From teleprinter to simultaneous remote interpreting: a brief history.

How simultaneous remote interpreting has changed history.

Many deaf and hearing impaired people remember relying on their families, friends or neighbors to make a simple phone call.

Today, deaf and hard of hearing people are facilitated by more accessible telephone products and services, including hearing aid compatible phones. Over the past 20 years, a wide range of voice, text and video services and technologies have also been developed which allow the consumer to choose the language and the communication method to access the telephone network.

In 1987, California became the first state to require that texting be provided to all deaf and hard of hearing individuals. In 1990, Title IV of the Americans with Disabilities Act (ADA) imposed a national system of text-based telecommunications retransmission services, called teleprinters, to make the telephone network accessible to deaf or hard of hearing or speech impaired people. .

Teletypewriters were initially used. However, this technology had limitations, such as the inability to communicate non-verbal signals. It was almost impossible to interrupt, interact, talk about each other or have the same degree of communication that would occur when two people are face to face.

Step by step, towards simultaneous remote interpreting.

The video relay service was then introduced to allow people with hearing or language problems to communicate through an operator, who then had the task of communicating with the listener. The conversations could take place simultaneously and above all they equate to those face to face. For this reason, for many deaf people, this became their preferred method of communicating.

Relay services also provide access to emergency call centers, operate 24 hours a day, 7 days a week, are provided free of charge to forwarding users and comply with strict confidentiality requirements.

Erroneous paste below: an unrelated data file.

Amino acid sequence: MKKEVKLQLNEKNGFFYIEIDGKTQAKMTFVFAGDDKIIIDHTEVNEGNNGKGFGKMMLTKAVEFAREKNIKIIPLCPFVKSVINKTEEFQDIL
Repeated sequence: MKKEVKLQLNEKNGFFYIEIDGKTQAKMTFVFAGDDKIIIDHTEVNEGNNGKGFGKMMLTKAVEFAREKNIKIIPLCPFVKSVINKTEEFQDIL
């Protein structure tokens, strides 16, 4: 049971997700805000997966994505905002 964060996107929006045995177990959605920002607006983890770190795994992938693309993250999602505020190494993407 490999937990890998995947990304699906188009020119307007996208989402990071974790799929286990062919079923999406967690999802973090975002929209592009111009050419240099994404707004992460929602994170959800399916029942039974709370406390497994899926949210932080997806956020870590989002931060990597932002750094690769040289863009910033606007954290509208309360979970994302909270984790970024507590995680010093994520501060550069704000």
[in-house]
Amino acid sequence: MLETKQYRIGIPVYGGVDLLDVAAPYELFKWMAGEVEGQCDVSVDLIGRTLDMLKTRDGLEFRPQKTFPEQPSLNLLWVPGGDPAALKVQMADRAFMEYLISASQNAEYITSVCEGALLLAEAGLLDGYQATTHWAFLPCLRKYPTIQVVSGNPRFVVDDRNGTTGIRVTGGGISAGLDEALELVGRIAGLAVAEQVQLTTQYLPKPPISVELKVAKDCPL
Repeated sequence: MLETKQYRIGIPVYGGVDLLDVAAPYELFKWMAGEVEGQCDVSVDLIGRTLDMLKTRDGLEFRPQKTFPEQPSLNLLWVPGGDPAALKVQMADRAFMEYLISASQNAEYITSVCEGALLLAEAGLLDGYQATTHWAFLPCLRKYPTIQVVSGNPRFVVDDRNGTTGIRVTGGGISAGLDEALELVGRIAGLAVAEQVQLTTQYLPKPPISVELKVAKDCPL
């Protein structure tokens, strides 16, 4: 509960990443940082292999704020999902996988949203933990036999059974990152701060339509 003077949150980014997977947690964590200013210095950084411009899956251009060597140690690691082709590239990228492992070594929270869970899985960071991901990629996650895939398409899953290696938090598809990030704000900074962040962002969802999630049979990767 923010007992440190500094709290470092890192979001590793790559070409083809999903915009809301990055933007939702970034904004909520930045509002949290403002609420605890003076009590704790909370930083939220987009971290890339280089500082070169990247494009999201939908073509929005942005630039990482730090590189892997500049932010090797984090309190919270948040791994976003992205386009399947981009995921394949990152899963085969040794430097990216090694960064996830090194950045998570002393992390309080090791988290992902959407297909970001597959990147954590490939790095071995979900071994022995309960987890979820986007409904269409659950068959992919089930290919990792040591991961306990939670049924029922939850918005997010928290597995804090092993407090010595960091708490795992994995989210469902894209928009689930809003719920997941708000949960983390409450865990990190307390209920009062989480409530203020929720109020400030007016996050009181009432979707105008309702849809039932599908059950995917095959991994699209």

The arrival of remote simultaneous interpreting

In addition to telephone services, the latest technology has introduced an even more diversified communication method through the use of interpreters. Simultaneous remote interpreting uses video conferencing, equipment and a high-speed Internet connection with sufficient bandwidth to provide the services of a qualified interpreter to the people who speak.

When in-person and on-site interpreting services are not immediately available, remote simultaneous interpreting now provides an alternative solution in the form of off-site interpreting services.

Simultaneous remote interpreting is currently used in a wide variety of settings, including: hospitals, medical offices, police stations, schools, financial institutions, workplaces … but now we believe that our platform can be used in any scope!

The interpreters platform of Rafiky have specialized training.

Our Rafiky platform provides simultaneous remote interpreting by appointment, but we are available 24 hours a day, seven days a week.

As such, there are significant possibilities for the use of technology and our remote simultaneous interpreting services.

So if you want to dive into the future, choose Rafiky: the easiest platform to use in remote simultaneous interpreting services.